• John||

    The whole thing is based on the fantasy that you can insure more people for more things while cutting costs and allowing people to keep the health insurance they currently have. Math is a brutal mistress for Progs.

  • Killazontherun||

    Even in his skewering of Sibelius (okay, that's an awesome last name to have) John Stewart showed his stupidity by advocating nationalized health insurance. He claimed that it's too important of a social function to leave at the hands of the profit motive. As if the only thing markets are good for is to get people to buy shiny baubles to distract themselves from the futility of their lives. Markets exist because scarcity exist. Proglodytes get is exactly backwards with their claim that it is 'unrealistic to leave social goods in the hands of profiteers and expect acceptable returns'. It is unrealistic to expect acceptable returns from a system that is explicitly designed to immunize its actors from the consequences of market based incentives to deliver goods and services at an acceptable level of performance.

  • John||

    Markets ration by who has the most money and wants the item the most. Progs hate that. At heart Progs are moralists. They want things rationed by who they fell morally deserves it the most.

  • Sevo||

    "They want things rationed by who they fell morally deserves it the most."
    And what they get is things rationed by political connections.

  • robc||

    ^^THIS^^

    This has project death spiral written all over it.

  • Sevo||

    There was an article mid-September as I recall quoting a guy who said it will 'open' on time, but you may have to rethink what "open" means.
    Boy, did he ever have a handle on it!

  • Loki||

    Now that's a scandal.

    Shriek was assuring this morning in the AM Links that this isn't a real scandal. Because BOOOOOOSSSSSHHHHH!!!!!111!!! IRAQ!!!!111!! Or some such bullshit.

  • John||

    Meanwhile, the prospect of delay is now on the table.

    http://www.foxnews.com/politic.....ite-house/

    I guess they figure their low information supporters will never notice it when they do exactly what they were calling the Republicans treasonous for asking for just last week.

  • sarcasmic||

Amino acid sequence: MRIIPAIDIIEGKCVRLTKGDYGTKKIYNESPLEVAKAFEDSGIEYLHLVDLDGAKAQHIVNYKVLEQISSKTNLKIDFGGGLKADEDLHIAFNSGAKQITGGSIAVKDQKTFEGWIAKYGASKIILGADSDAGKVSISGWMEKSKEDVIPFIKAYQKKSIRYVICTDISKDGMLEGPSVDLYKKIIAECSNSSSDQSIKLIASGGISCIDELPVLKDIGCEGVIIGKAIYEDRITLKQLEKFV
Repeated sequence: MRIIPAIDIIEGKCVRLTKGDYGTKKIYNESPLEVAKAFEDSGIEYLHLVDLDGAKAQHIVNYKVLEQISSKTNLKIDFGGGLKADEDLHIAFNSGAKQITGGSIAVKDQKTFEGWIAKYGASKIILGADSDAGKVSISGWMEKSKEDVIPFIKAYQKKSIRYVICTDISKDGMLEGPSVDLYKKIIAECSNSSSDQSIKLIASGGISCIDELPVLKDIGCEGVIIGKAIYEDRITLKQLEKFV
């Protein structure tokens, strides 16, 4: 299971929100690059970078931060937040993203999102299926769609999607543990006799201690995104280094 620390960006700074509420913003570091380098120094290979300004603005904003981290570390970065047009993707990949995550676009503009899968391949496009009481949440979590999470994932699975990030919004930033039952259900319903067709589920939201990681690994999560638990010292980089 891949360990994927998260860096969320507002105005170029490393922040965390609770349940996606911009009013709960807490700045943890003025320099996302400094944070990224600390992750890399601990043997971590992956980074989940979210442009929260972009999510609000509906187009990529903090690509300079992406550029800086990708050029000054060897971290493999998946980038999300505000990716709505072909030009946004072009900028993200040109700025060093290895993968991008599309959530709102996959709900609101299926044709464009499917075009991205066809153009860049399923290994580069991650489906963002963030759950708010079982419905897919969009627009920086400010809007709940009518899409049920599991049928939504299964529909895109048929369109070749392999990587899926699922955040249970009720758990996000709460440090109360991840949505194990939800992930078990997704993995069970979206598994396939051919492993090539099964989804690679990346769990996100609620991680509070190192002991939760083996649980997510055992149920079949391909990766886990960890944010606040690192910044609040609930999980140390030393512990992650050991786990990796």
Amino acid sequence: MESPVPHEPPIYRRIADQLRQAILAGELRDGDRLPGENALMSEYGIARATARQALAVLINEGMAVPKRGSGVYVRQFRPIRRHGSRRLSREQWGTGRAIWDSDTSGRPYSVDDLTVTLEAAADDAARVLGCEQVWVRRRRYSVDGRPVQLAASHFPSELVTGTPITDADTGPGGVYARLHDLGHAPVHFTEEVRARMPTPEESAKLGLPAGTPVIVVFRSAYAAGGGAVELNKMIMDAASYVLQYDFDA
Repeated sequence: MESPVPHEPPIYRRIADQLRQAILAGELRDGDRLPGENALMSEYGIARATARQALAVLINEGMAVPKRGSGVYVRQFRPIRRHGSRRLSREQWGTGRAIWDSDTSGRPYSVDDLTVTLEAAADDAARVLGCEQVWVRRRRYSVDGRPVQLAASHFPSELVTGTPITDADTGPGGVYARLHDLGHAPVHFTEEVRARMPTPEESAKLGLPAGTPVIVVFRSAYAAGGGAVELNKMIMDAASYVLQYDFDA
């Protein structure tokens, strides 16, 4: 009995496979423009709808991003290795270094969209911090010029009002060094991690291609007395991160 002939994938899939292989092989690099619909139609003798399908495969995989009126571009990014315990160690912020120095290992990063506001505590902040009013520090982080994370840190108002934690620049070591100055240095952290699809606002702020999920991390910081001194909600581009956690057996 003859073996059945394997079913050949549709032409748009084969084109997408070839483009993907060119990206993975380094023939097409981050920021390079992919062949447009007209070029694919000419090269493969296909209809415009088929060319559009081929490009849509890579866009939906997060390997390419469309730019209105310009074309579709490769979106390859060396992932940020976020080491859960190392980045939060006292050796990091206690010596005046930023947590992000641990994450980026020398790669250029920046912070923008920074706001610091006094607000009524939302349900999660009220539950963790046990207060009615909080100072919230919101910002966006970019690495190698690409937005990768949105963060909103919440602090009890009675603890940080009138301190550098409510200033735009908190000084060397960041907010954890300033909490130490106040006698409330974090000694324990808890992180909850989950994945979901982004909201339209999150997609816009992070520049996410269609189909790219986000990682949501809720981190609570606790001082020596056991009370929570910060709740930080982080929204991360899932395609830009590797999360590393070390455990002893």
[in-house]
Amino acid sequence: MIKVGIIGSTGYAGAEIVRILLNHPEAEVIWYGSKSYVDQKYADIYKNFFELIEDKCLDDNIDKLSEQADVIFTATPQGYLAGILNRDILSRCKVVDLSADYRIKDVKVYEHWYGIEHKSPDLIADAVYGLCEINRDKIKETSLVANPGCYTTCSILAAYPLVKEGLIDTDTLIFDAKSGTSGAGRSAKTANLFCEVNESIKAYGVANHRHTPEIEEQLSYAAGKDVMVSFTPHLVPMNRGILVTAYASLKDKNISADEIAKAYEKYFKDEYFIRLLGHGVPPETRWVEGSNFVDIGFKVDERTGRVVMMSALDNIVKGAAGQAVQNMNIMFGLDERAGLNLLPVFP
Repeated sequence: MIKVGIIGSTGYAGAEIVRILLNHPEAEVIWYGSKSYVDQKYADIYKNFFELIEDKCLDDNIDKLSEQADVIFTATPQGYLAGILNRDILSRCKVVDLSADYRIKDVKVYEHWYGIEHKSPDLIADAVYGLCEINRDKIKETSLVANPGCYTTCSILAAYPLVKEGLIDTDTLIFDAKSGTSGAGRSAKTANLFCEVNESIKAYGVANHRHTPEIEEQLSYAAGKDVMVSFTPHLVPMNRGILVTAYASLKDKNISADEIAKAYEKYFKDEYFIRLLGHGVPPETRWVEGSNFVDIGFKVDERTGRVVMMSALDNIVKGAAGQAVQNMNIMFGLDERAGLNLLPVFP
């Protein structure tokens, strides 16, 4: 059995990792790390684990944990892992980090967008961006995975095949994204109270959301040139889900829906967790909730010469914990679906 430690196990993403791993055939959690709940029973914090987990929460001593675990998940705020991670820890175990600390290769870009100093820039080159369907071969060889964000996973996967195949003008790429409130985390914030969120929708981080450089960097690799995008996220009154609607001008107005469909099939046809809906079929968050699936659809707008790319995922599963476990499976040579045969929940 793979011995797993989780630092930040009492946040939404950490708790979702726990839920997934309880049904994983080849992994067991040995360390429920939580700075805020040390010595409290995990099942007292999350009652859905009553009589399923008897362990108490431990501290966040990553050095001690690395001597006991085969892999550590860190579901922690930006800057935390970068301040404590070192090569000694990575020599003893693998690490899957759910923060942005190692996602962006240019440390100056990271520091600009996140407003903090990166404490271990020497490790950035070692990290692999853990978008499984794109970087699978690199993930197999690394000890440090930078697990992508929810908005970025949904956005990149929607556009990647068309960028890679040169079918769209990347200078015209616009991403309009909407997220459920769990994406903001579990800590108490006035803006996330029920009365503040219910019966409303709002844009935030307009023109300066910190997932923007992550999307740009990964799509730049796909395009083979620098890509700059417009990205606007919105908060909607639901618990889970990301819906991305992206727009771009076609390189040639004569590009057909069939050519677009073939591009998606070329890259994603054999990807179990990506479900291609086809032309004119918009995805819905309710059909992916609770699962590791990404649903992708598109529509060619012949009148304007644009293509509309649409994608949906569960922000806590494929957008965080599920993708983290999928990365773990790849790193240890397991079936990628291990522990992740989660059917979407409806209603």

You should know by now that ideas are to be judged not on their merit, but on their source. If Republicans want to delay this, then it's treason. If Obama wants to delay this, then it's the wise and prudent thing to do. Sheesh. Don't you know anything?

  • John||

    Of course.

  • SweatingGin||

    Think of how great that could be! In October, Obama can shut down the government to avoid delaying Obamacare. In December when the CR expires, he can shutdown government to force a delay in Obamacare!

  • John||

    That is just crazy enough to happen. And his various enablers in the media will be calling the Republicans terrorists for not wanting to delay the law.

  • Auric Demonocles||

    Suddenly "it's a law" won't be such a trump card.

  • Cyto||

    Of all of the stupid political arguments in the "talking point" era, the late "it's the law" gambit has got to be the dumbest. Every talk show in the country had people calling in to say that "this isn't how you challenge a law - you have to take it to court!"

    Dumb on a half-dozen different levels.

  • Auric Demonocles||

    Well obviously you don't try to change a law via the legislative branch...

  • ||

    It's what happens when you farm work out to India

  • Warty||

    Go back to lurking, dipshit.

  • The Rt. Hon. Serious Man, Visc||

    I don't know about the rest of y'all, but I'm loving every minute of this. Between this and the shutdown it's been a great October for libertarians.

  • Loki||

    I honestly don't know if I can have one more bite of their painful humiliation. I find I'm just a little stuffed.

  • CatoTheElder||

    Because on September 26, less than a week before the exchanges were set to open, no test had been performed

    This wasn't Obama's fault. The website wasn't ready to test. Testing it would be a total waste of money. He had to roll it out anyway.

    That's the "hope" part of Hope 'n' Change™